An American whaling captain once visited Pagan and took some kamute (sweet potato) growing there on board. Seven months later, still on the high seas, the Pagan kamute was still in fresh condition, which amazed the captain so much that he took the kamute to a scientist at UC Berkeley to be studied and hopefully be planted in the US.
James Alden Macomber was a veteran whaling captain, so well-known a whaler that he was called "Sperm Whale Jimmy."
In April of 1905, while whaling in the North Pacific, Macomber, commanding the Gotama schooner out of San Francisco, made a stop at Pagan. The Germans were in charge of the Northern Marianas at the time and there were people living on Pagan, especially engaged in copra production. One of the local products he tried there was the kamute. Liking the root, he took a good quantity with him as he sailed away.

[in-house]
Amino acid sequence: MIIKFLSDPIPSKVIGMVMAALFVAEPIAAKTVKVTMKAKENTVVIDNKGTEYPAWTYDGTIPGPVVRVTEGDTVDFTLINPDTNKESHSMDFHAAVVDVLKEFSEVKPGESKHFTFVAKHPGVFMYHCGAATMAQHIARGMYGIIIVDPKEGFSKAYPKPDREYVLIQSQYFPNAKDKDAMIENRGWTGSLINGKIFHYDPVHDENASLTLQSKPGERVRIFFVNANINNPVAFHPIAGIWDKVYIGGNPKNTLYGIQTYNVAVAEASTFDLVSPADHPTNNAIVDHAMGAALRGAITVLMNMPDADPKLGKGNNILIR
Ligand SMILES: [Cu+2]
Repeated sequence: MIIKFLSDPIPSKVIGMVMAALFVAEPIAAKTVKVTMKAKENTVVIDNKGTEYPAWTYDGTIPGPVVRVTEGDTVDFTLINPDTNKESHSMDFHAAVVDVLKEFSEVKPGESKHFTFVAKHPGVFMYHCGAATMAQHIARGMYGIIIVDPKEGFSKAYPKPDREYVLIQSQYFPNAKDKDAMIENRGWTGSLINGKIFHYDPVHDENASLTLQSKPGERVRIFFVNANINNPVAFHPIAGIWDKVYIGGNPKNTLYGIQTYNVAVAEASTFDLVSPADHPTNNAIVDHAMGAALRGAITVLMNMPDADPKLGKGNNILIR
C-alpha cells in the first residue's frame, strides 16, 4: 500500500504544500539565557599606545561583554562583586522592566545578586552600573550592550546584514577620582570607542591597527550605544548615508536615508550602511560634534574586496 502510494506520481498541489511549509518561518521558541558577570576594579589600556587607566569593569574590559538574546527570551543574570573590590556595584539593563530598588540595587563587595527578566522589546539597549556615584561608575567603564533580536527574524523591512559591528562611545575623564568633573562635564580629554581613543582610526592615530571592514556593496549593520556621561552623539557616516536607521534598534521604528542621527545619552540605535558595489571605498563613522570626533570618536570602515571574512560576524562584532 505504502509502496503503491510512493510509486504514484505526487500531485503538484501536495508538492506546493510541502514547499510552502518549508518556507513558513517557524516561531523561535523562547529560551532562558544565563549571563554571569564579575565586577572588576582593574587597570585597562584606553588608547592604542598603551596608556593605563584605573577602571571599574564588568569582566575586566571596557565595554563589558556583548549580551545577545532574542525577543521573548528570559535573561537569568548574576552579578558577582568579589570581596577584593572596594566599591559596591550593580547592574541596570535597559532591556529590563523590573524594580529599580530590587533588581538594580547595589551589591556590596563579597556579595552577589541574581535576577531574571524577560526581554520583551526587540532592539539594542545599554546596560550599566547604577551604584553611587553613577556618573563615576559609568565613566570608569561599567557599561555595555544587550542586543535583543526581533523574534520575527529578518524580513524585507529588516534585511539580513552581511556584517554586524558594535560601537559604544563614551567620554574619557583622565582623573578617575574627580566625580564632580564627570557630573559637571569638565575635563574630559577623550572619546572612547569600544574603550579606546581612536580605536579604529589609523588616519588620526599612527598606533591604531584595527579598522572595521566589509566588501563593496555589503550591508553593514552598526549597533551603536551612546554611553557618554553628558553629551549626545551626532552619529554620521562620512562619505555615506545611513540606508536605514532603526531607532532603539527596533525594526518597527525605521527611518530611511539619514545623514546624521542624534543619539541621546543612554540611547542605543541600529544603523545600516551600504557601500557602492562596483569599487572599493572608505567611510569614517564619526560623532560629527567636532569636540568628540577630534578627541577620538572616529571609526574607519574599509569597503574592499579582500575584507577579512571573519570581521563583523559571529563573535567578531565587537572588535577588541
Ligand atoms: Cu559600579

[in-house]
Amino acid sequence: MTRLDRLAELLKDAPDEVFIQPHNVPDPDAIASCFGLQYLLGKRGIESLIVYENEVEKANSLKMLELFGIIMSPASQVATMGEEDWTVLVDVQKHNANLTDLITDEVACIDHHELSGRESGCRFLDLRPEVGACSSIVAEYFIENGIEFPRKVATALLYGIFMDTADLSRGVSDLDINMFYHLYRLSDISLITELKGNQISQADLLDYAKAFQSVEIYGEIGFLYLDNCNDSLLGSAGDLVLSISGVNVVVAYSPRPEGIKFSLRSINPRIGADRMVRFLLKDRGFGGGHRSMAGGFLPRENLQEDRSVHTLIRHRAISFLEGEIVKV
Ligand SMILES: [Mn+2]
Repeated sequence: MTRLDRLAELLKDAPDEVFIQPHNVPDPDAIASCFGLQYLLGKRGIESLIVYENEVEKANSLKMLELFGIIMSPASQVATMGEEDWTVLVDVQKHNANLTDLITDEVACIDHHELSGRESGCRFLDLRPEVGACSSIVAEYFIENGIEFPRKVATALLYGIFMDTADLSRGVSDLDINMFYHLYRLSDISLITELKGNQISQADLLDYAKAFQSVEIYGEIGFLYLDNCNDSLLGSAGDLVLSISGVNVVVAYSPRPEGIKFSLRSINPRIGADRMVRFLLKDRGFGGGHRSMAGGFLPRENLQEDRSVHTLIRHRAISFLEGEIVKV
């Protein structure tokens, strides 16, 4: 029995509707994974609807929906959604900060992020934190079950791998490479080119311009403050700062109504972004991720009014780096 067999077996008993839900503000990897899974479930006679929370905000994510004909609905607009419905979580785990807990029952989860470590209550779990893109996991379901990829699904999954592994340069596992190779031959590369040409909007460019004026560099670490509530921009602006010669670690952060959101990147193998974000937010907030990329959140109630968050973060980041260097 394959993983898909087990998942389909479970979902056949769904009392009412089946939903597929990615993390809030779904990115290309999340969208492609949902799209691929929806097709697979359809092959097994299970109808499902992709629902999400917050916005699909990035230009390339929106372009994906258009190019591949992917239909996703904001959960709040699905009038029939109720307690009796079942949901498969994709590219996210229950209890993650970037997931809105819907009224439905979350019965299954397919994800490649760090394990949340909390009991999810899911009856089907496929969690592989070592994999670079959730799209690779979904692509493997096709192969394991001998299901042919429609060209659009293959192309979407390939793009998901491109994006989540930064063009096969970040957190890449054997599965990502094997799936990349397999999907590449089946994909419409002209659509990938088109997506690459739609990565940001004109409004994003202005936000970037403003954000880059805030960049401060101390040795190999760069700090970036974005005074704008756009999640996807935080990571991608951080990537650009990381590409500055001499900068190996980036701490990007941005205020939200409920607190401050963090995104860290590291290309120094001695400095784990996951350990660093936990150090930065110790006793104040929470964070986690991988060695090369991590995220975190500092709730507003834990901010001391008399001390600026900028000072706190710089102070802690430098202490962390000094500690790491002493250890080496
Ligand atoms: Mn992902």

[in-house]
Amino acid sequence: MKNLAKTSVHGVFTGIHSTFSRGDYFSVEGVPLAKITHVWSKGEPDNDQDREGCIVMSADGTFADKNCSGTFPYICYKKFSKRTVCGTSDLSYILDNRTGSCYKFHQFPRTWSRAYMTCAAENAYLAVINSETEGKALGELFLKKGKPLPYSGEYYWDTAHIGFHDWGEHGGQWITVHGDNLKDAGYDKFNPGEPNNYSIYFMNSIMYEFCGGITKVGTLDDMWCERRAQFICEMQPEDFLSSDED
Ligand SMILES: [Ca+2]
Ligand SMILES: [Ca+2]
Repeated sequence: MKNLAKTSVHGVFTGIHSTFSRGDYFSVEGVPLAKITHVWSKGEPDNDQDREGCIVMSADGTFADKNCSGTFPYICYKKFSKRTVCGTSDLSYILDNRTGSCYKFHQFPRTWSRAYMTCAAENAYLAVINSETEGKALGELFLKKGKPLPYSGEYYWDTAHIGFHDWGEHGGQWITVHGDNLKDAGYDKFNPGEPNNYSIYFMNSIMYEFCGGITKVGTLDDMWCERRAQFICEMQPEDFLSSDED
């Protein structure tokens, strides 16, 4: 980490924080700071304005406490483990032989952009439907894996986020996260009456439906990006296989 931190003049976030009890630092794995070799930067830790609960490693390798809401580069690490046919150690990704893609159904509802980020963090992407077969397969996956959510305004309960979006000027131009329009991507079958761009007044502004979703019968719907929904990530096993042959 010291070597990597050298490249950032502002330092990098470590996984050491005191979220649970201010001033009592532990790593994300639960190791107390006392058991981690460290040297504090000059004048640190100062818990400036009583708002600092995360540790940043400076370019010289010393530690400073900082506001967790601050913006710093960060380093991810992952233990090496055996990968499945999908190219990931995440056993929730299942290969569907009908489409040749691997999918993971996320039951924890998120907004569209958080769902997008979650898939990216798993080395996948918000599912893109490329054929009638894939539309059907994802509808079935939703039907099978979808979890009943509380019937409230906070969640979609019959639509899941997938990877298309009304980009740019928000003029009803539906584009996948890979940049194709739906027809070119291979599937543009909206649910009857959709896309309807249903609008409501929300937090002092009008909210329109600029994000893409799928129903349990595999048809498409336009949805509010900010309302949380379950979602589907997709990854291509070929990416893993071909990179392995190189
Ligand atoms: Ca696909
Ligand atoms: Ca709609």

He expected it to go bad after several weeks, like other root plants. But, to his amazement and pleasure, the kamute stayed fresh right up to his return to San Francisco in November. He decided to take a sample to Professor EJ Wickson at the University of California Berkeley, just across the bay from San Francisco.
Wickson succeeded in propagating seed from the Pagan kamute and made it available to growers. Sweet potato farming was big in Merced County, not far from San Francisco. Wickson called the Pagan kamute "Macomber's Sweet Potato." But, a quick search for "Macomber's Sweet Potato" turns up nothing. The kamute was white-fleshed, and the white sweet potatoes grown in California today go by other names, so who knows what became of the Pagan kamute that ended up at UC Berkeley!
The kamute, by the way, came to the Marianas by way of Mexico, where it is widely grown and eaten. From Mexico it also went to the Philippines. Our word kamute and the Spanish word camote are taken from the Nahuatl word camotli. Nahuatl is a native language of Mexico spoken by the Aztecs.